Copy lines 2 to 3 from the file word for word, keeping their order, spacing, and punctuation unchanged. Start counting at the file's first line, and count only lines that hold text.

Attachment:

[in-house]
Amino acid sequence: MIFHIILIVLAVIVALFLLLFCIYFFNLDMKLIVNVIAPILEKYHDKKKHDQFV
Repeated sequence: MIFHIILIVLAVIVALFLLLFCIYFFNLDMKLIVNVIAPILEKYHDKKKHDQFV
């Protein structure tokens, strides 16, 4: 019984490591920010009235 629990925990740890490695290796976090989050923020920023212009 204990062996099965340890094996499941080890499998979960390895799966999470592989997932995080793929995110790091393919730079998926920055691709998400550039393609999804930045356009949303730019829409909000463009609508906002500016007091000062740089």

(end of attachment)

Amino acid sequence: MIFHIILIVLAVIVALFLLLFCIYFFNLDMKLIVNVIAPILEKYHDKKKHDQFV
Repeated sequence: MIFHIILIVLAVIVALFLLLFCIYFFNLDMKLIVNVIAPILEKYHDKKKHDQFV